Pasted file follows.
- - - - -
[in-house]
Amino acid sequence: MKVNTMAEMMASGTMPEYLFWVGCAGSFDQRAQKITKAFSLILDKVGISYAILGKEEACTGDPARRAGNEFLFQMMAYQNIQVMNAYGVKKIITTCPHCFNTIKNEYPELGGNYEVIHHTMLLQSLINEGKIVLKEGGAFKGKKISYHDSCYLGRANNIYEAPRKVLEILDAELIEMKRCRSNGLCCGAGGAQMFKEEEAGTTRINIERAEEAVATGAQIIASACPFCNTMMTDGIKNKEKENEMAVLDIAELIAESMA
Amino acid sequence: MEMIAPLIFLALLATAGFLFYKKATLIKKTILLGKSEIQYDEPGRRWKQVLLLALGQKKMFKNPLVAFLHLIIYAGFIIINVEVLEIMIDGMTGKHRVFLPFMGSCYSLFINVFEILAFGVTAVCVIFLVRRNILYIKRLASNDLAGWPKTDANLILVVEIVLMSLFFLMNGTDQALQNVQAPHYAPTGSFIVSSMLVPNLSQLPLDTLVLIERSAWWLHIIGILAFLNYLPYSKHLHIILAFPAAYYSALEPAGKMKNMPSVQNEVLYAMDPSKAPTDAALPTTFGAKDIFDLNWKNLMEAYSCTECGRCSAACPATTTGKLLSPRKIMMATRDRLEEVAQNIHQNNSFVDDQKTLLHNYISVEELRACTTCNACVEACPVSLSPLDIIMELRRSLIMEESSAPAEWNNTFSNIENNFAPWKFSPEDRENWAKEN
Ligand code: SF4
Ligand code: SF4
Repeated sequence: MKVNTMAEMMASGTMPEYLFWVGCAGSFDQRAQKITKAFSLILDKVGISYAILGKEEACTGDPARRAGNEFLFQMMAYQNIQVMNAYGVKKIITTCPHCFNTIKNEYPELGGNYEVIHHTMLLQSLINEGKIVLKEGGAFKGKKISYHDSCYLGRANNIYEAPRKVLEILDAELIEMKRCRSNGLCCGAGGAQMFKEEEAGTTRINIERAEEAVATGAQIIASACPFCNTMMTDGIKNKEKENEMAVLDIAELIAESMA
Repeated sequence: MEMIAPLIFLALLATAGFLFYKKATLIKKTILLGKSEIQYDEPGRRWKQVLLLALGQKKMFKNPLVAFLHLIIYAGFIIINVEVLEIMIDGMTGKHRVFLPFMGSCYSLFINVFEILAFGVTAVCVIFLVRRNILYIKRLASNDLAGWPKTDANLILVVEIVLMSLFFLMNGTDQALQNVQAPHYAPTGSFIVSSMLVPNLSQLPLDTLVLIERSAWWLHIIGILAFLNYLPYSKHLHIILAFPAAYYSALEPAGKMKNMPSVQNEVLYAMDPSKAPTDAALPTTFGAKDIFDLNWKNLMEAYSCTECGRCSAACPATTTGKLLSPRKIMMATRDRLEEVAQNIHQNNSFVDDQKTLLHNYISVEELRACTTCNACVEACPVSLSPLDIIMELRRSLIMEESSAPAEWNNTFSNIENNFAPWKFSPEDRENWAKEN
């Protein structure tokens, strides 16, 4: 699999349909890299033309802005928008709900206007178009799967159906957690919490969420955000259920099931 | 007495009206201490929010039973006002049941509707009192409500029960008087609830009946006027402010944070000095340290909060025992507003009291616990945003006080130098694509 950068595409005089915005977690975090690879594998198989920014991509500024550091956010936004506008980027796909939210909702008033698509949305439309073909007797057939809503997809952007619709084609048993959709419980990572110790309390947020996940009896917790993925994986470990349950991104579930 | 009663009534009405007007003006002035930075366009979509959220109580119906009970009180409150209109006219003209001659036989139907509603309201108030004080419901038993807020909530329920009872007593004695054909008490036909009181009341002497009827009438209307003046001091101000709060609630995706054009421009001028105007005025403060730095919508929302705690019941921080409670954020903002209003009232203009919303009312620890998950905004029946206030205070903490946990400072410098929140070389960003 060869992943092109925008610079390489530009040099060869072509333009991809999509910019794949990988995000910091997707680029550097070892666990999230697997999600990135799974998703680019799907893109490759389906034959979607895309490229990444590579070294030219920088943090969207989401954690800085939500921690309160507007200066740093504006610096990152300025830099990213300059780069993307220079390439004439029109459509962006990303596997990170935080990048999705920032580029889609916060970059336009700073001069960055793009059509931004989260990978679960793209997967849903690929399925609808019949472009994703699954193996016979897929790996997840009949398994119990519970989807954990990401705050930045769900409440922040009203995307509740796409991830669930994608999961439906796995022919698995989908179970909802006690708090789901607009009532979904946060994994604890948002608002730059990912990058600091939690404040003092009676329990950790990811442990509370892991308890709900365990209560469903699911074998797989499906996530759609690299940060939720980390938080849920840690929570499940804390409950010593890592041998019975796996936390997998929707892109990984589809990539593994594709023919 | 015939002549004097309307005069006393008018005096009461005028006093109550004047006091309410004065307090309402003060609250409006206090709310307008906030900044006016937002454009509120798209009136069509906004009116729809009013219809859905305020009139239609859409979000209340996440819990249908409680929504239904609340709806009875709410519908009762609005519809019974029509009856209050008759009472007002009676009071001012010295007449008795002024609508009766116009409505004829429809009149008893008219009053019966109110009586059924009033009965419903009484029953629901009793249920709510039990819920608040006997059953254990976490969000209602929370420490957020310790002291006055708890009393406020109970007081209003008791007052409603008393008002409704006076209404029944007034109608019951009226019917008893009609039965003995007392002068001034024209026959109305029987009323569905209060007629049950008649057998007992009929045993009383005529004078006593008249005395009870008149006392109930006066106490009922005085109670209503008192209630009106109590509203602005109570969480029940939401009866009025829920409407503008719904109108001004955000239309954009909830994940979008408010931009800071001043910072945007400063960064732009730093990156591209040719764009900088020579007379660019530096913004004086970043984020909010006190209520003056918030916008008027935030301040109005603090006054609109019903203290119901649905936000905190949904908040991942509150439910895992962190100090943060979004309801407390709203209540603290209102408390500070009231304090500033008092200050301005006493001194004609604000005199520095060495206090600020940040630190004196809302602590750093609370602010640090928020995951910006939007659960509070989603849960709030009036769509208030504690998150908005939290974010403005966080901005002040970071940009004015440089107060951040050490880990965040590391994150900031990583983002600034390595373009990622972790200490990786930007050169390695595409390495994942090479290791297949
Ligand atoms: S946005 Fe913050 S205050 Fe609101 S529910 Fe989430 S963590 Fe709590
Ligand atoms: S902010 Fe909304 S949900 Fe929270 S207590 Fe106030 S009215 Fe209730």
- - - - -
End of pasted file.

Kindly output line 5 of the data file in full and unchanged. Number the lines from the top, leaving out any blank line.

Ligand code: SF4